Fez - We allow worries to haunt us, drift us away and prevent our soul and eyes from noticing some seemingly trivial yet miraculous scenes. Sometimes or most of the time, we forget to look at the world around us instead of just seeing it.
Fez – We allow worries to haunt us, drift us away and prevent our soul and eyes from noticing some seemingly trivial yet miraculous scenes. Sometimes or most of the time, we forget to look at the world around us instead of just seeing it.
The sun was shining, students were wandering aimlessly in the vast schoolyard and teachers were having their usual 10 a.m. nonsensical conversations. It was the break and I was standing alone as usual, experiencing the feeling of tininess, in front of a huge old tree. All of a sudden, I saw a leaf unwillingly falling from one of the tree branches, as if it were trying to remain up there with its fellow leaves. It landed silently on the dry ground, making no echo, no sound and no impact on the surroundings.
This scene was not extraordinary and, undoubtedly, all of us have already seen a leaf falling from a tree. Yet, the combination of looking at this apparently normal scene and bearing in my mind a New York Times article entitled “Painted Bunting, a Rare Visitor to Brooklyn, Gives Birders Cause to Stare,” urged me to look at the scene from a different perspective, a dramatic angle, I dare say.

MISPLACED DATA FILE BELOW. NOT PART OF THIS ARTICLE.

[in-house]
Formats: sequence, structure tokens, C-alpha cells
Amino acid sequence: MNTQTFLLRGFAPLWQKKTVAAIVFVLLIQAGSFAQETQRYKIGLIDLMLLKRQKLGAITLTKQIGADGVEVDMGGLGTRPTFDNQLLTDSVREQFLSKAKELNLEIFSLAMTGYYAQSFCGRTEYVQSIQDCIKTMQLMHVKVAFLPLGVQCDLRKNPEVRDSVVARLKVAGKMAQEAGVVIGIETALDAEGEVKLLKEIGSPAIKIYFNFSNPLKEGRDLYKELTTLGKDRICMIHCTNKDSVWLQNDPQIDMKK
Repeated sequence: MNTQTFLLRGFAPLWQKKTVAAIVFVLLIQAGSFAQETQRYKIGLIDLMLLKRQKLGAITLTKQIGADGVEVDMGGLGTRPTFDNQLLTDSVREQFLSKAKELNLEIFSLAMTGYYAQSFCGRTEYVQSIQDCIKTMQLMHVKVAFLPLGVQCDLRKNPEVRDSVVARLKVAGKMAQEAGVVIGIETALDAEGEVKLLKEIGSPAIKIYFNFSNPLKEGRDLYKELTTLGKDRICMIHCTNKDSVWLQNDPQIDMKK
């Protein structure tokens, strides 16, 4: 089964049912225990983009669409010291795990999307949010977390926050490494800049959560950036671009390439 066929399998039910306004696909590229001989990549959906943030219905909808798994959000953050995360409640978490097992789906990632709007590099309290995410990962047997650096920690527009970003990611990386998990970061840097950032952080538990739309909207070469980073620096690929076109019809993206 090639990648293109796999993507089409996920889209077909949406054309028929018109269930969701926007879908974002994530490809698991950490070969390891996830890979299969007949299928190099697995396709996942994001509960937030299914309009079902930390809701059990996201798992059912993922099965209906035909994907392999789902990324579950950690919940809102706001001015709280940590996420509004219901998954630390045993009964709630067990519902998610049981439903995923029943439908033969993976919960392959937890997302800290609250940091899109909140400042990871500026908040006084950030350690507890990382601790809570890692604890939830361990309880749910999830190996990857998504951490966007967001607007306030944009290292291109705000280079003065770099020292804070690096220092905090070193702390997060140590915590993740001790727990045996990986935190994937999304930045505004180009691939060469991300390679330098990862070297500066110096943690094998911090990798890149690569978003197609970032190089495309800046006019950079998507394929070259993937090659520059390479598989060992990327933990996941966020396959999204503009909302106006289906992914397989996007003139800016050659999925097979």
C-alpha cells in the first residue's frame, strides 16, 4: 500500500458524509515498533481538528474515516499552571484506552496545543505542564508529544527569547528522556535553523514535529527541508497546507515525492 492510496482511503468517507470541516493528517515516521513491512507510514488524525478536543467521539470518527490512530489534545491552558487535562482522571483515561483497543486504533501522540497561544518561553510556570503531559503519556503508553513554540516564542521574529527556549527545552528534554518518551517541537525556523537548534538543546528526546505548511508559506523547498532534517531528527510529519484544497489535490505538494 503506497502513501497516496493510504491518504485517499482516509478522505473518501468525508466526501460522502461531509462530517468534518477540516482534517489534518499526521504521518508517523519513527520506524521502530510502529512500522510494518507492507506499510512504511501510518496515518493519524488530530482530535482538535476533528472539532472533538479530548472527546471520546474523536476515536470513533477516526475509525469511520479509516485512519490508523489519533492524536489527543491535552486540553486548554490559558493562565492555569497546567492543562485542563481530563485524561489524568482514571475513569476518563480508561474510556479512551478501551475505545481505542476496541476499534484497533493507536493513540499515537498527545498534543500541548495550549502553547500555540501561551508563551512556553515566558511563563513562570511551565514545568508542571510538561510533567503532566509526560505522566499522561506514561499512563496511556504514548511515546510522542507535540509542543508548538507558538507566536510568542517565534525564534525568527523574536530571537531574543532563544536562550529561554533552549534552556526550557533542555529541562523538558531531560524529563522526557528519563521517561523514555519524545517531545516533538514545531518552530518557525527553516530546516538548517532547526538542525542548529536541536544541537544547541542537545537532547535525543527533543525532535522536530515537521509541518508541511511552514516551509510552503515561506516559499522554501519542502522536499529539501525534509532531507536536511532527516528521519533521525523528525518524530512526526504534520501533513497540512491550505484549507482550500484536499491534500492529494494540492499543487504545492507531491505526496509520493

The old tree materialized life with all its diversified branches and its erratic changes. Life, with its constant changeable nature, is like the seasons of the year when they change the features of the leaf from green to brownish-yellow or from happiness to sadness.
The leaf has successfully or unsuccessfully played its role and unceremoniously left the stage of life, leaving other leaves with which it shared the same roots. The leaf left everything, its belongings, friends, memories and life, and departed as if it had never lived or been there.
The image or the scene was not just about life and death; it was also about seizing the moment and living in the present, the now. We spend days and years trying to survive instead of trying to live. We don’t possess the future and the past has no power over us. All we have is the present and life is not an emergency; thus, we should enjoy living every single moment whether we are at home, at work, with our families or friends, and especially with ourselves.
The bell ended the break and summoned students to classes. It also ended my speculation and sent me to work. The schoolyard is empty and deserted now; it was full of life minutes ago. Time seems to be the framer of our moments, and this seems to be another unnoticed muse.
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